Qualcomm (NASDAQ:QCOM) is well known for its cellular modems and mobile applications processors. Sales of such products make up the overwhelming majority of its semiconductor revenues. Although these businesses have been good to the chipmaker, the company is looking to bring its chip-design expertise into new markets.

The company has been known to be working on data-center processor designs for quite some time, though it only formally unveiled its intent to compete in this market in late 2015.

This image shows the back side of Qualcomm's Centriq 2400 server processor.

Qualcomm's Centriq 2400 server processor. Image source: Qualcomm.

Qualcomm kicked off its efforts here when it began sampling its first server chip -- a 24-core processor built using a foundry 14/16-nanometer technology -- in late 2015. The company began sampling a follow-on product -- a 48-core product built using a foundry 10-nanometer technology -- in late 2016, with commercial shipments expected to begin in the second half of 2017.

Qualcomm's server-chip efforts seemingly got server-software giant Microsoft's (NASDAQ:MSFT) blessing in a March 8 announcement. Let's take a closer look.

Bringing Windows to Qualcomm's ARM-based server chips

One of the hurdles to the adoption of processors built using the ARM architecture in the server market has been the lack of software infrastructure. Most data-center software today is written for chips that implement Intel (NASDAQ:INTC) Architecture. This is unsurprising, as Intel has an overwhelmingly dominant market-share position in the server-processor market.

In a press release, Qualcomm announced that it's working with Microsoft to enable "a variety of cloud [server] workloads to run on the Microsoft Azure cloud platform powered by Qualcomm Centriq 2400 server solutions." Qualcomm also says that its data-center-focused division, QDT (Qualcomm Datacenter Technologies), "has been working with Microsoft for several years on ARM-based server enablement and has onsite engineering at Microsoft to collaboratively optimize a version of Windows Server, for Microsoft's internal use in its data centers, on Qualcomm Centriq 2400-based systems."

From this press release, it doesn't look as though Microsoft is planning to sell the Qualcomm/ARM compatible Windows Server to other server makers quite yet. The release explicitly highlights that this version of Windows is "for Microsoft's internal use in its data centers."

That said, per Bloomberg, Microsoft's Azure cloud service is "No. 2 in cloud infrastructure behind Amazon, and it's one of the biggest server buyers," so the opportunity here for Qualcomm seems reasonably large and could get larger should Microsoft make Windows Server on ARM -- and thus on Qualcomm chips -- more widely available down the line.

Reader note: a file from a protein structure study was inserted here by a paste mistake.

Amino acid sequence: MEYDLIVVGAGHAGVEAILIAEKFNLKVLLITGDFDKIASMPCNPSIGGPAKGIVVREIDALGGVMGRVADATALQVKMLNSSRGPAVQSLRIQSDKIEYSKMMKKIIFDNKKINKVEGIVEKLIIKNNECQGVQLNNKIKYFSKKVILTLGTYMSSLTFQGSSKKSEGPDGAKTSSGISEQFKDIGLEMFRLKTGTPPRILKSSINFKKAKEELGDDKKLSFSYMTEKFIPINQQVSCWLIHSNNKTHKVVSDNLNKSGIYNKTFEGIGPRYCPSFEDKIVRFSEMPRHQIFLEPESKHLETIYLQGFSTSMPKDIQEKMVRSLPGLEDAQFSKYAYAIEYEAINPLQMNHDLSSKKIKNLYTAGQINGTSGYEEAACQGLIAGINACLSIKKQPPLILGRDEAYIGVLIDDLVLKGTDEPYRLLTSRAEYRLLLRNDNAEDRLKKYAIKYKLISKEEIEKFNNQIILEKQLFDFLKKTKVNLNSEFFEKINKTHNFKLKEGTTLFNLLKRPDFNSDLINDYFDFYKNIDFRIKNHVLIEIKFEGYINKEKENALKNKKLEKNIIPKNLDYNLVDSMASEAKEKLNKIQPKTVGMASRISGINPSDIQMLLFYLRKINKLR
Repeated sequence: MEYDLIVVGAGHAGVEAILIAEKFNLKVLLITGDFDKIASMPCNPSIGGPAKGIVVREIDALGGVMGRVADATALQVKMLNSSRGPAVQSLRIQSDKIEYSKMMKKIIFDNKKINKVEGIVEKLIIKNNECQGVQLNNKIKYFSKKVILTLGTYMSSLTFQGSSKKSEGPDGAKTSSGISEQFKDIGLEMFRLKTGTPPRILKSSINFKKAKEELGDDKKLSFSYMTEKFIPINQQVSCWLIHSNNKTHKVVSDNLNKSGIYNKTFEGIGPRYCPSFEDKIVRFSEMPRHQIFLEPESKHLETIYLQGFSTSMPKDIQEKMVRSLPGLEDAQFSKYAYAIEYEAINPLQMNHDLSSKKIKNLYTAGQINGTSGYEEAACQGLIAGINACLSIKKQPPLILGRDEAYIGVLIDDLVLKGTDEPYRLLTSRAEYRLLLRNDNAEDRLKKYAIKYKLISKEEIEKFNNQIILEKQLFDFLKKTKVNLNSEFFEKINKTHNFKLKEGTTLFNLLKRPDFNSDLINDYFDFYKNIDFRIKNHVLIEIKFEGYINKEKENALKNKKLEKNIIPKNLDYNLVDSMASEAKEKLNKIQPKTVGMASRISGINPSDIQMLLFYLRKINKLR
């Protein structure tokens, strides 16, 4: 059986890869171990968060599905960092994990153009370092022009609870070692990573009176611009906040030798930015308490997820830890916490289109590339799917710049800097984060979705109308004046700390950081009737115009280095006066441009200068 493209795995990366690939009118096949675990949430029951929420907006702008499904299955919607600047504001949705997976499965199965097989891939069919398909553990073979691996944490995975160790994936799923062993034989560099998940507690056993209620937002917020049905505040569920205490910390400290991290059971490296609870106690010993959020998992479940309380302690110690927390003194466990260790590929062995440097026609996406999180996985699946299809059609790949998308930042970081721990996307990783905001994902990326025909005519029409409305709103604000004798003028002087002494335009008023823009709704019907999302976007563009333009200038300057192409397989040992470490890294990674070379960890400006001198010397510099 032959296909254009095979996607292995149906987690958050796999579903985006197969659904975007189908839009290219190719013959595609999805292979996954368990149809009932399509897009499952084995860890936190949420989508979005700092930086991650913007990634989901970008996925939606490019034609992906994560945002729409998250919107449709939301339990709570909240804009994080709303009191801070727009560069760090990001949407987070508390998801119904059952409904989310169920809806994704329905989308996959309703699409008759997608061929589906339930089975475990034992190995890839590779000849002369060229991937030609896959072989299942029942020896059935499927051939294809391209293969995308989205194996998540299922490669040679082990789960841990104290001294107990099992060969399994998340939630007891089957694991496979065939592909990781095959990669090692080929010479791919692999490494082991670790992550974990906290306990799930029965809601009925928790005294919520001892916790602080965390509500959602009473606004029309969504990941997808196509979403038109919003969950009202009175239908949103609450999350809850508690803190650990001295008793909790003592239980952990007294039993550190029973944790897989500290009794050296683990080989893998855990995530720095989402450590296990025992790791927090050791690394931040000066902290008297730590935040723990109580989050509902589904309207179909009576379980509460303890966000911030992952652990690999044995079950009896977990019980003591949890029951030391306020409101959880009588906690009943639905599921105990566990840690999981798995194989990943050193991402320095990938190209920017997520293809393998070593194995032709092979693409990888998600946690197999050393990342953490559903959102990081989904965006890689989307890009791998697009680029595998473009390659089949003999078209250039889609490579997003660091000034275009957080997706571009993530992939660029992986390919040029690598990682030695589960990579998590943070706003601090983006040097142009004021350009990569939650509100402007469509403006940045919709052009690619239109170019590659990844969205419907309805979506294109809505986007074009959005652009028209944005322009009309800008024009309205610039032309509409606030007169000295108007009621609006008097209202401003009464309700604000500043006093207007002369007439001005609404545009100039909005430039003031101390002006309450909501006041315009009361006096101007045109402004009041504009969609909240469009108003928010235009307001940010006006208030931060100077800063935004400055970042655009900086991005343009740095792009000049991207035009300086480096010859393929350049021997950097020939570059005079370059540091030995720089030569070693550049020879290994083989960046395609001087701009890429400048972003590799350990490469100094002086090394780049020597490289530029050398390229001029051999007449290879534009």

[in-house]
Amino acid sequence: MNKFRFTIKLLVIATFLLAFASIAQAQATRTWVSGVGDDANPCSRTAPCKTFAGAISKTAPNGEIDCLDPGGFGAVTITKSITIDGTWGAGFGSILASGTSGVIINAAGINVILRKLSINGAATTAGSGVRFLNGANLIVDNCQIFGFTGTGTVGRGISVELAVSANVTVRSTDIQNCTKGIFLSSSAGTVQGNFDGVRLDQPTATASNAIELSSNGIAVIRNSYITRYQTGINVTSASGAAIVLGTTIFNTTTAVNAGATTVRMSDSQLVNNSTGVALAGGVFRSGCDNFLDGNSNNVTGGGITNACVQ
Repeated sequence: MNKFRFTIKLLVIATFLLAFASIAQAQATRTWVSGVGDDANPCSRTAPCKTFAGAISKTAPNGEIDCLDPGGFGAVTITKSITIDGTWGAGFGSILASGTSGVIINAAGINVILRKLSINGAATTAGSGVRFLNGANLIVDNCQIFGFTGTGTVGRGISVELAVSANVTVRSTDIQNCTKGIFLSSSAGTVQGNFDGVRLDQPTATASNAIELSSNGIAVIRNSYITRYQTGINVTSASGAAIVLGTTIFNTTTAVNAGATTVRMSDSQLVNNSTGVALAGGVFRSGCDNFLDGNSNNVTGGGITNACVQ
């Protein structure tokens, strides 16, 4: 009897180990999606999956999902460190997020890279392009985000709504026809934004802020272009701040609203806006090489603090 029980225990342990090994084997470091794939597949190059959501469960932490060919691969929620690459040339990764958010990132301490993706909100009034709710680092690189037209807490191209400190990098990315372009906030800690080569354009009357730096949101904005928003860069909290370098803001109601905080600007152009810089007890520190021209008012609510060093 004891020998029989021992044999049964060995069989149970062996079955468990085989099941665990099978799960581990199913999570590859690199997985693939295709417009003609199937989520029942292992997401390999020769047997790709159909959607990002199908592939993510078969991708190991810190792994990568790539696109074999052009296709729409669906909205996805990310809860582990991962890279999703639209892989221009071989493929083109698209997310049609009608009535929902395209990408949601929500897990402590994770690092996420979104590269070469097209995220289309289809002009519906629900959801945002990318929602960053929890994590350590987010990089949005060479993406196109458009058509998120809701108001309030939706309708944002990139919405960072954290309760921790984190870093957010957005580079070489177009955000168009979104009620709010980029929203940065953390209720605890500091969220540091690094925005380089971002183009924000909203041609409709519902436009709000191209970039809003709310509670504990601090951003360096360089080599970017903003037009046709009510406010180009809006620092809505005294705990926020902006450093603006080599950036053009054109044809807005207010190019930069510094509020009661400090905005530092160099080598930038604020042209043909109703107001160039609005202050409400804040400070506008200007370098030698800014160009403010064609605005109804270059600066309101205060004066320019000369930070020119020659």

Success, if it comes, takes time

Qualcomm seems to be doing a lot of software ecosystem work to allow its chips to be a viable alternative in the server market. That's the good news for Qualcomm. However, investors should be careful in setting their expectations around the company's server-chip business.

Intel, the incumbent player, still has the advantage of incumbency, the ability to offer many platform components as a "one stop shop" (i.e. 3D XPoint memory, Ethernet controllers/switches, FPGAs, Xeon Phi accelerators, and so on). It also invests heavily in influencing major server buyers and software vendors to optimize their codes to take advantage of the features and capabilities of Intel's chips.

This image shows a wafer of 3D XPoint memory chips.

Intel's 3D XPoint memory. Image source: Intel.

Any significant share gains for Qualcomm, should they ultimately happen, aren't likely to happen overnight. They'll take time, so it's probably unwise for investors to model in significant revenue/unit share gains in the near term.

Further, if Qualcomm can't ultimately generate enough revenue from server chip/platform sales to generate a reasonable return on what is surely a significant investment -- product development and marketing are not cheap -- then there's a risk that the company will, at some point down the line, simply shutter the efforts.

But for now, it will be interesting to see how Qualcomm's product offerings and go-to-market strategy evolves, and how much commercial success it can ultimately achieve.

Teresa Kersten is an employee of LinkedIn and is a member of The Motley Fool's board of directors. LinkedIn is owned by Microsoft. Ashraf Eassa owns shares of Intel and Qualcomm. The Motley Fool owns shares of and recommends Amazon and Qualcomm. The Motley Fool recommends Intel. The Motley Fool has a disclosure policy.